Image as database (was: Re: Minnow WIKI Migration)

Bert Freudenberg bert at
Mon Oct 23 21:21:52 UTC 2006

Am 23.10.2006 um 22:55 schrieb Philippe Marschall:

> 2006/10/23, Bert Freudenberg <bert at>:
>> Am 23.10.2006 um 21:30 schrieb Philippe Marschall:
>> > 2006/10/23, Cees de Groot <cdegroot at>:
>> >> On 10/23/06, Philippe Marschall <philippe.marschall at>  
>> wrote:
>> >> > > > So about 300 Euros?
>> >>
>> >> [...]
>> >>
>> >> > 64bit VM?
>> >> >
>> >> You pay the hosting bills for a new box? ;)
>> >
>> > I'm willing to pay 2 GB of RAM if that's what is needed to run  
>> Pier.
>> > That Squeak can't handle this is a Squeak specific limitation  
>> that has
>> > nothing to do with the point that memory is that cheap.
>> > As pointed out numerous times on squeak-dev and disputed by  
>> none, all
>> > VM related issues can be fixed easily by just fixing the VM.  
>> This is
>> > no problem since the VM is open source.
>> If we had a transactional virtual object memory that's continuously
>> saved to disk (think OOZE/LOOM), that might be viable. Perhaps with
>> Magma you could have almost the same semantics, just be careful what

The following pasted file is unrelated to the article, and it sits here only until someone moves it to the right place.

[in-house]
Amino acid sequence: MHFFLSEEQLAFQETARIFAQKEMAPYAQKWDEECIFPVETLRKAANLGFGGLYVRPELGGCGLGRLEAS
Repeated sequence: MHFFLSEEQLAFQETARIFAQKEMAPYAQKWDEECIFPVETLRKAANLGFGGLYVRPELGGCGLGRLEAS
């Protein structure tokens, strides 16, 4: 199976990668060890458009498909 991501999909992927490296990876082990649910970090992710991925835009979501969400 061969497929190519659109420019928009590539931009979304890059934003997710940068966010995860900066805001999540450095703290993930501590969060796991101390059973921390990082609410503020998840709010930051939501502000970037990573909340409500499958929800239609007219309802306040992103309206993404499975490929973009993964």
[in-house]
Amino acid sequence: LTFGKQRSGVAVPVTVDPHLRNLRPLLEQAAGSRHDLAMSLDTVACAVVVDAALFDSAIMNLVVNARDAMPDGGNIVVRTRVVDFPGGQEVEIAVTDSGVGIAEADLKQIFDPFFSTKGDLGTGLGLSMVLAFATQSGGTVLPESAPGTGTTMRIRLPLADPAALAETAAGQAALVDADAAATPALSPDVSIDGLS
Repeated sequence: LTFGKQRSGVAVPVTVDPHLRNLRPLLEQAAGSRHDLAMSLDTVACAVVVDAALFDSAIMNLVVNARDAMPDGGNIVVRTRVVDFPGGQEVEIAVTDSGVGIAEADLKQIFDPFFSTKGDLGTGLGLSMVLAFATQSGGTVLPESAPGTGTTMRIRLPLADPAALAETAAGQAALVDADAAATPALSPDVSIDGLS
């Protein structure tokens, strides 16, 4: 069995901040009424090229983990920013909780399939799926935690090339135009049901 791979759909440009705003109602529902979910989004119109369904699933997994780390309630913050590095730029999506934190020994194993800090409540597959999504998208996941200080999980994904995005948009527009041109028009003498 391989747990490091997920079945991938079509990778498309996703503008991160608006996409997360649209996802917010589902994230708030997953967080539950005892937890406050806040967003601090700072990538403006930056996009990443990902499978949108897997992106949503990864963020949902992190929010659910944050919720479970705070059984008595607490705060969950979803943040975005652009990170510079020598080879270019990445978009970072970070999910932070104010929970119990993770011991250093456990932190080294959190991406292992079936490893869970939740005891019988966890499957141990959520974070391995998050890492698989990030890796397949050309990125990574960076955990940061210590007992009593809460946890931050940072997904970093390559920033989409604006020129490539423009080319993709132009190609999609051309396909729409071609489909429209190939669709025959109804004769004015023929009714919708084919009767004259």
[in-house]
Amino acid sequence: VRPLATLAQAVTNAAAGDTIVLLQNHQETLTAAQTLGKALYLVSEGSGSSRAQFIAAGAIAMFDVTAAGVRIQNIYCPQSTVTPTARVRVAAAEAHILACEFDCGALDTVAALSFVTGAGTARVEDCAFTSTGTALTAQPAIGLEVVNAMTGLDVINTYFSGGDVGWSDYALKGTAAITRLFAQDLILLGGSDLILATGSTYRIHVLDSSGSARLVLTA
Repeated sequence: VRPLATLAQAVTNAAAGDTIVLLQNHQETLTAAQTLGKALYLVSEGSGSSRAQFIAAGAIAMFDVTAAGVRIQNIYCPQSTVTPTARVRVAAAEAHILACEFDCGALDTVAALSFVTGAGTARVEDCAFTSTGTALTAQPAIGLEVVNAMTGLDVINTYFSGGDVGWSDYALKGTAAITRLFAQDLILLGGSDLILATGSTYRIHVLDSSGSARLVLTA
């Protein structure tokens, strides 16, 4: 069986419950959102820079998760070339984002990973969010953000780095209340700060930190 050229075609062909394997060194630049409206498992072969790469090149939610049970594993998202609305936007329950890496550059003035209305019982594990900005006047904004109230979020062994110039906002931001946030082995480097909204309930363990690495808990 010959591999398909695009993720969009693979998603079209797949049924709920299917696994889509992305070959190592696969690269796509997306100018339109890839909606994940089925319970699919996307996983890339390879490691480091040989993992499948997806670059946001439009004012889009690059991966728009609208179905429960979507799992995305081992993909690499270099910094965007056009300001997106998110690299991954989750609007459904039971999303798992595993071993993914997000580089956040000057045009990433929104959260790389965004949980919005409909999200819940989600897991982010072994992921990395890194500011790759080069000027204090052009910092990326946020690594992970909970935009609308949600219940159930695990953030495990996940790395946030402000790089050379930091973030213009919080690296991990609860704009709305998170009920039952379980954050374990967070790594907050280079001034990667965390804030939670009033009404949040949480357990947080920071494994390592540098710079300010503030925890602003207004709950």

>> you touch. But not with the current object memory. No way. Not if you
>> care about the data.
>> It's not about RAM being cheap or not. It's about designing for the
>> common and the worst case. Why you would want to bring in gigabytes
>> of data if the working set is just a few megabytes is beyond me.
> The point was just that holding the whole wiki in the memory is no
> problem memory or money wise.

No, this was not the point at all. The point was that *even* if you  
could have as many Gigabytes of RAM as you want, holding everything  
in the image *without* being backed by some permanent storage does  
not scale, and therefore is unsuited for real deployment.

> That the vm, like in many other cases too, is the real problem (and
> I'm quite sure the Java VM would be up to it) is a completely
> unrealted issue.

It's news to me that the Java VM supports an object image. Or that  
any real-world system on Java would just load a snapshot of *all* its  
data and save it *in whole* later - I sincerely doubt that.

- Bert -

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